The drill at Big Bear tunnels 1,150 feet into the ground to improve the mine ventilation system and increase airflow.
Doe Run uses a 16-foot drill bit to tunnel 1,150 feet into the ground to open up a new mine ventilation shaft, which enhances airflow to help safely explore new ore bodies in Southeast Missouri.

Our mine development activities require significant capital investment and ensure our future.

The Big Bear Vent Shaft, which was near completion at the end of 2018, is an example of the investments we make to expand and sustain our Missouri mines. Located at the southernmost point of Doe Run’s Fletcher mine, the new shaft will support mining activity almost four miles from the main shaft at Fletcher Mine.

“We’re constantly searching for new ore bodies in the Southeast Missouri region so we can maintain our production rates and meet global demand for minerals and metals,” said Doug Aholt, project engineer. “In recent years, our exploration crews discovered a rich ore body of galena, the mineral form of lead, in the region. In order to reach the ore body, we needed to develop this area of our underground mine, which includes blasting new tunnels, bringing in utilities, such as electric and water, and adding ventilation.”

First, we installed ductwork and fans to ventilate the area under development. After developing the area further, we realized a new vent shaft would not only enable faster ore recovery, it would also allow expanded, future development more distant from our production shaft. In 2016, we began work on the new vent shaft, which will improve airflow and make mining the area more efficient.

Every dollar we spend in capital improvements, like the Big Bear Vent Shaft, is a commitment to the future.

Steve Batts, vice president and chief operating officer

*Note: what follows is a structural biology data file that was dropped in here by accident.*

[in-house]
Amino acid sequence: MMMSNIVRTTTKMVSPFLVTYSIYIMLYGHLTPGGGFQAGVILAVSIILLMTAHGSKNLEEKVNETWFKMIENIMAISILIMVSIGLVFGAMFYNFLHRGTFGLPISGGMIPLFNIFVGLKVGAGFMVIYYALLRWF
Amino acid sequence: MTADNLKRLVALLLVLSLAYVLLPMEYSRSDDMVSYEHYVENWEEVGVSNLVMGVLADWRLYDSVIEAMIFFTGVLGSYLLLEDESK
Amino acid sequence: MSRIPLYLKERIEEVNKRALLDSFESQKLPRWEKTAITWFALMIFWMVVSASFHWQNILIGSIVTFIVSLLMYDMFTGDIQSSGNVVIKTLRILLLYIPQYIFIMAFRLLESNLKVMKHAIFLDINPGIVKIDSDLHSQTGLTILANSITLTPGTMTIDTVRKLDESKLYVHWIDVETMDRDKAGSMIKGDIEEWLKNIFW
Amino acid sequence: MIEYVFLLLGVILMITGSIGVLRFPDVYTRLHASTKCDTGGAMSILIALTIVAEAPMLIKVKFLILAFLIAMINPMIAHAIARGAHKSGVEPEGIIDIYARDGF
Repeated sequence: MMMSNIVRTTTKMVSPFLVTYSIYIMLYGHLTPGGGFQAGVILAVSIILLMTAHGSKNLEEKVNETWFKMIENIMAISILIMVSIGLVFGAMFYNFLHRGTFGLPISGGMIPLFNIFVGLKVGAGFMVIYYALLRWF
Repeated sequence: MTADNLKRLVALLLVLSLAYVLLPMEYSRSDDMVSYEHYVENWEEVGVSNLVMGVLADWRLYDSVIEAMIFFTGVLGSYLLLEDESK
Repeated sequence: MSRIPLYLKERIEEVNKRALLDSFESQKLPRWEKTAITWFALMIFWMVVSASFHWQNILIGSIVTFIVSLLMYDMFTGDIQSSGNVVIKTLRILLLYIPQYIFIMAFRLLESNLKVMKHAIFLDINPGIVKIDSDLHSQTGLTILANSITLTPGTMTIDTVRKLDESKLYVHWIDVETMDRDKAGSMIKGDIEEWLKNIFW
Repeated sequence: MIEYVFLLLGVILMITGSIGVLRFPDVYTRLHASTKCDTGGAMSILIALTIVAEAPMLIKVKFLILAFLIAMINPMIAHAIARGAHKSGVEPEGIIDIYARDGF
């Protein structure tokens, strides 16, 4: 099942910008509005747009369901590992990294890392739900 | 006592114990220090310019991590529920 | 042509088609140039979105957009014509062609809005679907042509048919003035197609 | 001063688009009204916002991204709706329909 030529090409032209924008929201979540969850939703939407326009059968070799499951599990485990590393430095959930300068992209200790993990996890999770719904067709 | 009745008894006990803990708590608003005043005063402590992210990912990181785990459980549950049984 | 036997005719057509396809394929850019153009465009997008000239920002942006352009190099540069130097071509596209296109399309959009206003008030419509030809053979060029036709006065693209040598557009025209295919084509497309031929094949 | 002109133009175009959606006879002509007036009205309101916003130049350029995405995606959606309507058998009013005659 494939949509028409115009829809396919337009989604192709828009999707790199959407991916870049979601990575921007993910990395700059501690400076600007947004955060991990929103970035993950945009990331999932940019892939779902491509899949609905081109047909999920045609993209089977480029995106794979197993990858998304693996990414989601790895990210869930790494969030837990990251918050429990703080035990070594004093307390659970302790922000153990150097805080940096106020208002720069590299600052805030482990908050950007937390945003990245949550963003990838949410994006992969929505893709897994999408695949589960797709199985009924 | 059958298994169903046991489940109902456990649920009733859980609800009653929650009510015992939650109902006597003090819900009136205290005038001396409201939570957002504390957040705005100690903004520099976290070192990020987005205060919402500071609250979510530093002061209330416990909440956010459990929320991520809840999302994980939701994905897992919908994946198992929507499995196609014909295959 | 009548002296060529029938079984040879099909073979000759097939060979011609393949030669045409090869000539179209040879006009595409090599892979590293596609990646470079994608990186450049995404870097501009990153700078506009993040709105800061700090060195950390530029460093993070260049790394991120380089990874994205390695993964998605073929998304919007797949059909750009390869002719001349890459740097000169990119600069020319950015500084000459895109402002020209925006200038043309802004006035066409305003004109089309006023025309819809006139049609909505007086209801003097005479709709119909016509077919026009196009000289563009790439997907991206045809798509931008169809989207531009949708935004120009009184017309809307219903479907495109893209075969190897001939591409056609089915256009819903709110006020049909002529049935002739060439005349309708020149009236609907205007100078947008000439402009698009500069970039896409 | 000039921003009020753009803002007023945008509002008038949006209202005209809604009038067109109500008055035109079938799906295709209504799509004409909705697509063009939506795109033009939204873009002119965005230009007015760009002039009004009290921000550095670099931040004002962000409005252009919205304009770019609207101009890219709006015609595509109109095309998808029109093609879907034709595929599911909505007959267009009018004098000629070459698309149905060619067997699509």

Doug Aholt reviews mine ventilation plans with a colleague at Big Bear Vent Shaft.
Doug Aholt oversees construction on the Big Bear mine ventilation shaft with a team of contractors.

“One of the most important aspects of mining underground is air ventilation,” continued Doug. “When we blast the rock, we need to divert dust created by the explosion from the area, and keep a flow of fresh air. The challenge with expanding our mines is that these new areas are farther away from existing vent shafts, so it takes longer to clear the air before we allow employees to return to the area.”

The new 1,150-foot-deep vent shaft will more quickly ventilate this area of the mine after each blast. This in turn speeds up ore recovery and allows faster progress into the mine.  

“Many aspects of this project were not easy,” said Doug. “But expanding our mining operation is critical to the long-term health of our business.”

The Big Bear Vent Shaft will help manage airflow as we explore other parts of this region as well. Our exploration teams are also engaged in various stages of new developments near many of our other existing operations.

“These new ore bodies will help maintain production levels in the Viburnum Trend,” said Steve Batts, vice president and chief operating officer. “This region is our home, and these exploration and expansion projects can help us continue to be a major employer and contributor in this community into the future.”

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